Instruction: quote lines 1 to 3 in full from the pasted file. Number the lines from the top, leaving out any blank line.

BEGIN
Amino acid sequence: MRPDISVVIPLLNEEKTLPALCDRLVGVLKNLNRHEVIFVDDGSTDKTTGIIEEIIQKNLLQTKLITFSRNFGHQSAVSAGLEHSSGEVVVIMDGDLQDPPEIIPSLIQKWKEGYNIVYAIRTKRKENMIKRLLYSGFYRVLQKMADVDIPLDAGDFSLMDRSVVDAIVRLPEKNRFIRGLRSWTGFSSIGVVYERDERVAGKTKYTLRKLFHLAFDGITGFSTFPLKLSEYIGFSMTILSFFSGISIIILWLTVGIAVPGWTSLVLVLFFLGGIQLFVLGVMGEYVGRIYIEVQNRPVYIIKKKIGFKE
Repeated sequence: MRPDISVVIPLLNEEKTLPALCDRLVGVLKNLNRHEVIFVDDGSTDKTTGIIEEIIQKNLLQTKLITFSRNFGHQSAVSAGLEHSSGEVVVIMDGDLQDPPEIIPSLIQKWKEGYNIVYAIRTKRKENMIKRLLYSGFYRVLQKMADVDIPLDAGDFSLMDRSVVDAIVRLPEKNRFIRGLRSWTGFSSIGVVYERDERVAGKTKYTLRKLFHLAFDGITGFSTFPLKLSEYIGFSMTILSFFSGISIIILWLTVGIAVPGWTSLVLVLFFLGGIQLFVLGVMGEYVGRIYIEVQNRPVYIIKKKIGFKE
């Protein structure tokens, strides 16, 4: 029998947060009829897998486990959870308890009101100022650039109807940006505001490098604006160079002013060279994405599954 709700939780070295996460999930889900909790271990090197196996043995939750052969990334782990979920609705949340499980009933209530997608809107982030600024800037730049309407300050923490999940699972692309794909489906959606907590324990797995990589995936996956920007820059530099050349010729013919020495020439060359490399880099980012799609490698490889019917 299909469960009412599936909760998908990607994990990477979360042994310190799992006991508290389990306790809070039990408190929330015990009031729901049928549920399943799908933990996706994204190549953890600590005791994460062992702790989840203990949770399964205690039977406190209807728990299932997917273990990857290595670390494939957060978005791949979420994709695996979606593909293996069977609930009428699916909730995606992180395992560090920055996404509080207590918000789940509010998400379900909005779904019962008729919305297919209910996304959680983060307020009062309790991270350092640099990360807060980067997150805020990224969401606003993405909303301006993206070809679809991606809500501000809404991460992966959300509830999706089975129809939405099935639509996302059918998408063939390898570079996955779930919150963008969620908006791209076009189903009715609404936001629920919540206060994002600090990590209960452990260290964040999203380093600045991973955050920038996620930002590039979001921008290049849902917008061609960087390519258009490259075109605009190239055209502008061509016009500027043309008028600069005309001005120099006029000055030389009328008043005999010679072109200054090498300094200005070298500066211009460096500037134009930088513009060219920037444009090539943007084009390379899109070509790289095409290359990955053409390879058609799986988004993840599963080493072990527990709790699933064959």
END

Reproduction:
Amino acid sequence: MRPDISVVIPLLNEEKTLPALCDRLVGVLKNLNRHEVIFVDDGSTDKTTGIIEEIIQKNLLQTKLITFSRNFGHQSAVSAGLEHSSGEVVVIMDGDLQDPPEIIPSLIQKWKEGYNIVYAIRTKRKENMIKRLLYSGFYRVLQKMADVDIPLDAGDFSLMDRSVVDAIVRLPEKNRFIRGLRSWTGFSSIGVVYERDERVAGKTKYTLRKLFHLAFDGITGFSTFPLKLSEYIGFSMTILSFFSGISIIILWLTVGIAVPGWTSLVLVLFFLGGIQLFVLGVMGEYVGRIYIEVQNRPVYIIKKKIGFKE
Repeated sequence: MRPDISVVIPLLNEEKTLPALCDRLVGVLKNLNRHEVIFVDDGSTDKTTGIIEEIIQKNLLQTKLITFSRNFGHQSAVSAGLEHSSGEVVVIMDGDLQDPPEIIPSLIQKWKEGYNIVYAIRTKRKENMIKRLLYSGFYRVLQKMADVDIPLDAGDFSLMDRSVVDAIVRLPEKNRFIRGLRSWTGFSSIGVVYERDERVAGKTKYTLRKLFHLAFDGITGFSTFPLKLSEYIGFSMTILSFFSGISIIILWLTVGIAVPGWTSLVLVLFFLGGIQLFVLGVMGEYVGRIYIEVQNRPVYIIKKKIGFKE
């Protein structure tokens, strides 16, 4: 029998947060009829897998486990959870308890009101100022650039109807940006505001490098604006160079002013060279994405599954 709700939780070295996460999930889900909790271990090197196996043995939750052969990334782990979920609705949340499980009933209530997608809107982030600024800037730049309407300050923490999940699972692309794909489906959606907590324990797995990589995936996956920007820059530099050349010729013919020495020439060359490399880099980012799609490698490889019917 299909469960009412599936909760998908990607994990990477979360042994310190799992006991508290389990306790809070039990408190929330015990009031729901049928549920399943799908933990996706994204190549953890600590005791994460062992702790989840203990949770399964205690039977406190209807728990299932997917273990990857290595670390494939957060978005791949979420994709695996979606593909293996069977609930009428699916909730995606992180395992560090920055996404509080207590918000789940509010998400379900909005779904019962008729919305297919209910996304959680983060307020009062309790991270350092640099990360807060980067997150805020990224969401606003993405909303301006993206070809679809991606809500501000809404991460992966959300509830999706089975129809939405099935639509996302059918998408063939390898570079996955779930919150963008969620908006791209076009189903009715609404936001629920919540206060994002600090990590209960452990260290964040999203380093600045991973955050920038996620930002590039979001921008290049849902917008061609960087390519258009490259075109605009190239055209502008061509016009500027043309008028600069005309001005120099006029000055030389009328008043005999010679072109200054090498300094200005070298500066211009460096500037134009930088513009060219920037444009090539943007084009390379899109070509790289095409290359990955053409390879058609799986988004993840599963080493072990527990709790699933064959």